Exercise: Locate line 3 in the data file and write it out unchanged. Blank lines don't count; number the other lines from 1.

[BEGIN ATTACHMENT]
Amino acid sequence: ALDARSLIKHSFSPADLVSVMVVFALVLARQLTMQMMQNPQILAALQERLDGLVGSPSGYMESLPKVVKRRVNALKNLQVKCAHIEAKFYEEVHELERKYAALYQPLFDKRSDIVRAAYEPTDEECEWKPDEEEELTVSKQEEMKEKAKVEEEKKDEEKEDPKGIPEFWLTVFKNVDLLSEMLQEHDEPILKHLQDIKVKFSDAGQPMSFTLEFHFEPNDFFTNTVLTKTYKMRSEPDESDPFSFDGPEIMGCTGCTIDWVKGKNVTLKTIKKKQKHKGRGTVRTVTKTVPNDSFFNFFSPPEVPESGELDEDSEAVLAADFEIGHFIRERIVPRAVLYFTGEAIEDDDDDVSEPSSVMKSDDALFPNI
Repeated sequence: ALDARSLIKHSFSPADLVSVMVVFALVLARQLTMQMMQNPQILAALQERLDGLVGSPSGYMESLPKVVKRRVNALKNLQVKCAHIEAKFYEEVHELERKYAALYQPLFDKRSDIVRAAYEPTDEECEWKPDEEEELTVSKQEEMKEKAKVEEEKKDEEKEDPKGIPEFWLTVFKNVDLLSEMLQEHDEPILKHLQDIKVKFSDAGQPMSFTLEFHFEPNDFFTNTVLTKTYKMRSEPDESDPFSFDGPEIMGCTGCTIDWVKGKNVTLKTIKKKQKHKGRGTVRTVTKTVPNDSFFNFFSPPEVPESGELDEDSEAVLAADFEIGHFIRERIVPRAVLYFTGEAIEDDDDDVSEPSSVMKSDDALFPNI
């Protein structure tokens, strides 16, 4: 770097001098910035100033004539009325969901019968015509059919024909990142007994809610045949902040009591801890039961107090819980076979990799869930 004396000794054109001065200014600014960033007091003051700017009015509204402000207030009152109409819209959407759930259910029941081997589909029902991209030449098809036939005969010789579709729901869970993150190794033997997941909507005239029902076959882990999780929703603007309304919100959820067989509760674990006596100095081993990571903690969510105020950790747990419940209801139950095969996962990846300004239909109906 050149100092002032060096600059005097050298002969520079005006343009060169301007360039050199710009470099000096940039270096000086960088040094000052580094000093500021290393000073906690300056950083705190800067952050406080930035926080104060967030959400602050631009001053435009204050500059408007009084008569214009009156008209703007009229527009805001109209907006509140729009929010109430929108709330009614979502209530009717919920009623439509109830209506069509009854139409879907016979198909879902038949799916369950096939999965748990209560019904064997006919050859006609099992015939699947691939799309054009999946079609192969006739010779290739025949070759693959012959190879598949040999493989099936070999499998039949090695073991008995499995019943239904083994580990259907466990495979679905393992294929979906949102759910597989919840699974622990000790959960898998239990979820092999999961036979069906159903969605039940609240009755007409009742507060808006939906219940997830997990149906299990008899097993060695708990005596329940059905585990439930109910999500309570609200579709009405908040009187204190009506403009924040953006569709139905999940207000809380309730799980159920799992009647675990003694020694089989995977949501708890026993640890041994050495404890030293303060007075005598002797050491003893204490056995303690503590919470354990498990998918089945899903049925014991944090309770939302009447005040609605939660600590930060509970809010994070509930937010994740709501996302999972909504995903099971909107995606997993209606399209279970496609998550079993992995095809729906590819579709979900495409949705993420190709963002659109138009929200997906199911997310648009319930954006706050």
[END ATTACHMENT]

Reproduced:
């Protein structure tokens, strides 16, 4: 770097001098910035100033004539009325969901019968015509059919024909990142007994809610045949902040009591801890039961107090819980076979990799869930 004396000794054109001065200014600014960033007091003051700017009015509204402000207030009152109409819209959407759930259910029941081997589909029902991209030449098809036939005969010789579709729901869970993150190794033997997941909507005239029902076959882990999780929703603007309304919100959820067989509760674990006596100095081993990571903690969510105020950790747990419940209801139950095969996962990846300004239909109906 050149100092002032060096600059005097050298002969520079005006343009060169301007360039050199710009470099000096940039270096000086960088040094000052580094000093500021290393000073906690300056950083705190800067952050406080930035926080104060967030959400602050631009001053435009204050500059408007009084008569214009009156008209703007009229527009805001109209907006509140729009929010109430929108709330009614979502209530009717919920009623439509109830209506069509009854139409879907016979198909879902038949799916369950096939999965748990209560019904064997006919050859006609099992015939699947691939799309054009999946079609192969006739010779290739025949070759693959012959190879598949040999493989099936070999499998039949090695073991008995499995019943239904083994580990259907466990495979679905393992294929979906949102759910597989919840699974622990000790959960898998239990979820092999999961036979069906159903969605039940609240009755007409009742507060808006939906219940997830997990149906299990008899097993060695708990005596329940059905585990439930109910999500309570609200579709009405908040009187204190009506403009924040953006569709139905999940207000809380309730799980159920799992009647675990003694020694089989995977949501708890026993640890041994050495404890030293303060007075005598002797050491003893204490056995303690503590919470354990498990998918089945899903049925014991944090309770939302009447005040609605939660600590930060509970809010994070509930937010994740709501996302999972909504995903099971909107995606997993209606399209279970496609998550079993992995095809729906590819579709979900495409949705993420190709963002659109138009929200997906199911997310648009319930954006706050």